I’ve thought about my begging for my life on that plane and my selfish prayer. I’m really grateful I didn’t have a heart attack, and I’m very grateful I did not die on that plane. I’m glad I didn’t leave my wife a widow and my children fatherless. But I’m not proud of my prayer that day.

In the intervening years (nearly two decades), I’ve matured a bit. First, I avoid horseradish at all costs. And I exercise 5-6 days a week to keep my heart healthy. And I have an annual physical. But I also have come to change the way I pray.

For many, many years, my assumption was that my personal righteousness was a golden ticket to having my righteous desires granted, so all I needed to do was make them known. As I’ve studied it in the meantime, I’m come to realize that there are really very few in the scriptures who are given that promise (one of the Nephis and Elijah spring to mind, but not many more).

I’ve learned instead to seek the Lord’s will for me. And to stop handing God my punch list with a perfunctory “Thy will be done.” Now my prayers most often (I hope!) are more along the lines of, “Here’s my situation. Here’s what I think would be helpful. What do you think?”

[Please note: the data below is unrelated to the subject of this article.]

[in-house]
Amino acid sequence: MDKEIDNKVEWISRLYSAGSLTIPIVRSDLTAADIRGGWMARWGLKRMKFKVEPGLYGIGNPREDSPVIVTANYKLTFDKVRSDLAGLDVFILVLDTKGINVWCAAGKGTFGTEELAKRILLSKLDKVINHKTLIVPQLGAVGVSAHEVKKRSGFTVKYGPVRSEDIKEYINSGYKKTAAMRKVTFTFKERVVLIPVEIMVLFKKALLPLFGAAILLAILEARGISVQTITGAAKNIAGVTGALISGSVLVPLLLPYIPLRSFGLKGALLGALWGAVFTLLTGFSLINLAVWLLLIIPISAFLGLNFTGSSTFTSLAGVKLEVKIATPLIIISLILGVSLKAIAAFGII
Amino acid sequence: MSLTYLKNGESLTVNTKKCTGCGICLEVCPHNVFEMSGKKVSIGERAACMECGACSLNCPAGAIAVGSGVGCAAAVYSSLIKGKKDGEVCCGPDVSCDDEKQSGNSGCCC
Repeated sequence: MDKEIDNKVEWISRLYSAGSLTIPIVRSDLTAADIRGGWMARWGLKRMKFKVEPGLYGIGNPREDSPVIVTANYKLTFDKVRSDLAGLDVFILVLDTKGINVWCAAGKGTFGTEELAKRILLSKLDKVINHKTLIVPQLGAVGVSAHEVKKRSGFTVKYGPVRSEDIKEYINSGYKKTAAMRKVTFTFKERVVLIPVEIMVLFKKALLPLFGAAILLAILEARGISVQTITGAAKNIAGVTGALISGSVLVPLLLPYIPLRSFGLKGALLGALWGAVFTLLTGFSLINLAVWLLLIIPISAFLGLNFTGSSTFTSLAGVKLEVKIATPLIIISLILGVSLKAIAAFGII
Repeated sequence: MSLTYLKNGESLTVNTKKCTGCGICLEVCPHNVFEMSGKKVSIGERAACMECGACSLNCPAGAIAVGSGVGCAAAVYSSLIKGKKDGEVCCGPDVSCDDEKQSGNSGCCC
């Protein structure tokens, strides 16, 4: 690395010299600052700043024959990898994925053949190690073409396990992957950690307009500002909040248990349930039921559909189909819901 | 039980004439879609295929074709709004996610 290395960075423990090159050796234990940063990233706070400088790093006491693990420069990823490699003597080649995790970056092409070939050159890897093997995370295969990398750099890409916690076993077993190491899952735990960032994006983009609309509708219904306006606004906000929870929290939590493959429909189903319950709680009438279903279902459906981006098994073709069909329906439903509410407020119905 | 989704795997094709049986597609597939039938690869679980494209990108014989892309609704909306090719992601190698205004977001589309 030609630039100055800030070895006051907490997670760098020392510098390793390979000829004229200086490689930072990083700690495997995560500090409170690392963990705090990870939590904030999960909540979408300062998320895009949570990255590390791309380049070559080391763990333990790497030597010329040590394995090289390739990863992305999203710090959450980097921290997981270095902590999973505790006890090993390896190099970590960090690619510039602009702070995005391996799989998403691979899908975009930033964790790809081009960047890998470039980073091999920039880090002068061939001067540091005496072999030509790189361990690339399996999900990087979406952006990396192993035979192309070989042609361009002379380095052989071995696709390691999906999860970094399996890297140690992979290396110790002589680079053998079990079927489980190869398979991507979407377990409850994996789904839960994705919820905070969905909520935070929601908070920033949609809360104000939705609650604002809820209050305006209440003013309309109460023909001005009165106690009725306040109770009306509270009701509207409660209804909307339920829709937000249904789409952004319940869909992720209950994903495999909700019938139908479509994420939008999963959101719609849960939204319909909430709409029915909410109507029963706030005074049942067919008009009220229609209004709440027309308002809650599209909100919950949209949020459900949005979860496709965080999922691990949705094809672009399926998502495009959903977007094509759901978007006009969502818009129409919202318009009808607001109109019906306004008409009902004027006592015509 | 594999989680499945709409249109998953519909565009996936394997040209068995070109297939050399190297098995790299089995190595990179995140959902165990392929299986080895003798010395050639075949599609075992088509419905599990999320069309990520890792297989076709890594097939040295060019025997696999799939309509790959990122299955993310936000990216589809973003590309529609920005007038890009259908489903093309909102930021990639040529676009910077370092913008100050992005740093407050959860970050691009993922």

I do still seek the Lord’s blessings. And I do fast and pray for certain specific things along the way. But I hope my heart is more open to the Lord’s will for me rather than dictating mine to Him.

I can’t say how I’d pray if I were on that Korean airliner today, but I hope it would be more along the lines of, “This really hurts and I don’t know what’s going on. Of course I’ll accept Your will, but I would prefer to live through this so that my wife and kids are not alone.”